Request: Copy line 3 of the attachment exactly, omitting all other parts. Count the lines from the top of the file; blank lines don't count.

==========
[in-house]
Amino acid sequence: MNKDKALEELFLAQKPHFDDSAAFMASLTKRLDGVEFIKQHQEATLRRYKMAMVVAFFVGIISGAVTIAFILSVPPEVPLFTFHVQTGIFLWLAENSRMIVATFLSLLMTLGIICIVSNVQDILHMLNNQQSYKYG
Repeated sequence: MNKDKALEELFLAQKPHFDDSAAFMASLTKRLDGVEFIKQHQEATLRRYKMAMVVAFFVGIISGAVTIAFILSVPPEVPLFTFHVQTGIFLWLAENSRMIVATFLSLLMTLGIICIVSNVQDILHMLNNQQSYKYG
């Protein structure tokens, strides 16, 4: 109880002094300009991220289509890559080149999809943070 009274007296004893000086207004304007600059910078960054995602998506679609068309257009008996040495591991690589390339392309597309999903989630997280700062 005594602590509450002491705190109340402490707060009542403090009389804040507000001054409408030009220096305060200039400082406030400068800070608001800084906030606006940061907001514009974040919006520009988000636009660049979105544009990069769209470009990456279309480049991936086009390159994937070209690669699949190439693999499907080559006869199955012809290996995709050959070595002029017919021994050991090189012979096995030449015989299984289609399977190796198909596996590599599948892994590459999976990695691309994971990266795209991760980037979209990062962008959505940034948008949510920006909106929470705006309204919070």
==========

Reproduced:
Repeated sequence: MNKDKALEELFLAQKPHFDDSAAFMASLTKRLDGVEFIKQHQEATLRRYKMAMVVAFFVGIISGAVTIAFILSVPPEVPLFTFHVQTGIFLWLAENSRMIVATFLSLLMTLGIICIVSNVQDILHMLNNQQSYKYG